While hazardous materials pose certain risks when stored and used in a warehouse or manufacturing environment, the risks are greatly amplified when hazmat is put in motion along the supply chain. Every day, hazardous materials (known internationally as dangerous goods) are transported in 18-wheelers and tanker trucks on roads and highways, aboard freight and passenger airplanes, and in shipping containers on the open seas.
To mitigate the danger posed by hazardous materials in transit, domestic and international regulatory agencies set explicit requirements for preparing these shipments. For US shippers, there are three major sets of regulations to account for when shipping hazmat: the US Department of Transportation's Hazardous Materials Regulations (49 CFR Parts 171–181 et al.), the International Air Transport Association (IATA) Dangerous Goods Regulations
(DGR) for air shipments, and the International Maritime Dangerous Goods
(IMDG) Code for vessel shipments.
One major element all three sets of regulations share is hazmat packaging requirements. In order to ship most types and quantities of hazmat by ground, air, or vessel, the shipper must first select an "authorized packaging"—a package that's been designed and tested to meet standards set by a competent authority. Choosing the right packaging can be the difference between a safe shipment that arrives on time and an incident in transit that endangers the public and destroys product. Hazmat vs. the "Rigors of Transport"
The multimodal hazmat packaging regulations are based on a simple principle: Packages need to endure the transport process without degradation of their capabilities. The hazmat in the package must stay in the package under conditions normal to whatever mode of transport is used. Such conditions—the "rigors of transport"—include changes in temperature, pressure, and humidity and shocks that occur in transit. Hazmat vs. Extreme Temperatures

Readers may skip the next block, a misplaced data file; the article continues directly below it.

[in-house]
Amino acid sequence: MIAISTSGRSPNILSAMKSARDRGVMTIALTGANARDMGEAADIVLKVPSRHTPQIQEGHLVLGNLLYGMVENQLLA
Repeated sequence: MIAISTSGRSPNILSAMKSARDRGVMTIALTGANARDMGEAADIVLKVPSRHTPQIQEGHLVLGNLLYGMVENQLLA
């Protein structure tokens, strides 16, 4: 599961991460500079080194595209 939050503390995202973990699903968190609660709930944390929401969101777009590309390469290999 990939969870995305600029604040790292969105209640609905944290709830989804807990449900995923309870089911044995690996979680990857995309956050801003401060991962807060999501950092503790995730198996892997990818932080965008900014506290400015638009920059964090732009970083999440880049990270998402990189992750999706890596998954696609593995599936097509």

Although the US DOT hazmat rules at 49 CFR do not provide a temperature range standard for hazmat packagings, IATA requires packages used for hazmat air shipments to be able to withstand temperatures from –40°C (–40°F) to 55°C (130°F). [IATA DGR 188.8.131.52] Certain hazardous materials, especially liquids, can expand at freezing or elevated temperatures—think the extreme low outside air temperatures common at high altitudes or the runway of Phoenix, Arizona's Sky Harbor International Airport in July. To prevent hazmat from leaking from a packaging, hazmat employees who package the shipment must leave adequate space to allow for expansion. Hazmat vs. Low Pressure in Aircraft
Hazmat shippers must also account for changes in pressure—especially during air transport. The cargo hold of an aircraft may not be pressurized to standard ground pressure the way the cabin is. In fact, the pressure during air transport may be as low as 75% below standard ground pressure. [IATA DGR 184.108.40.206] Liquids in inner receptacles (like bottles in a box) can burst or leak their contents unless the packagings are designed, filled, closed, and secured properly.
Like extreme temperatures, changes in pressure can result in expansion of materials in their packagings. Packagers must leave "head room" to account for changes in pressure if the material is prone to expand. Hazmat vs. Humidity
High levels of moisture in the air often occur during transport, especially transport by vessel in equatorial regions like Brazil and India. For this reason the IMDG Code requires that hazmat packages be able to resist failure due to moisture absorption. [IMDG 220.127.116.11] Standard UN-authorized packagings are designed to withstand moisture as well. Hazmat vs. Shocks
Drops, impacts, and vibrations can occur during transport by any mode. Packages can fall off fork lifts, be dropped by handlers and loading dock workers, experience turbulence up to an equivalent of 8 g in the air, and encounter rough seas during vessel trips. [49 CFR 173.24, IATA 18.104.22.168, IMDG 22.214.171.124] If not accounted for during the hazmat packaging design and testing process, shocks normal to transportation can damage packagings and contribute to incidents and releases.
Safe, Compliant Hazmat Shipments
Your hazmat package may face a perilous journey, whether it travels by ground, air, or vessel. By understanding and following the US DOT, IATA, and IMDG Code packaging regulations, and considering the "rigors of transport" your package will face, your shipping team can ensure the shipment arrives safely and on time. 49 CFR, IATA, and IMDG Hazmat Shipper Certification Training
To prepare safe, compliant hazmat shipments, you need the knowledge and confidence to work with the latest 49 CFR, IATA, and IMDG regulations. Benefit from an engaging learning experience led by instructors who help uncover the real-world meaning of the regulations that affect your job. The Complete Multimodal Hazmat Shipper Workshops
is presented in convenient locations nationwide—enroll now and get 365 days of complete on-the-job support, including access to the Finder Q&A service.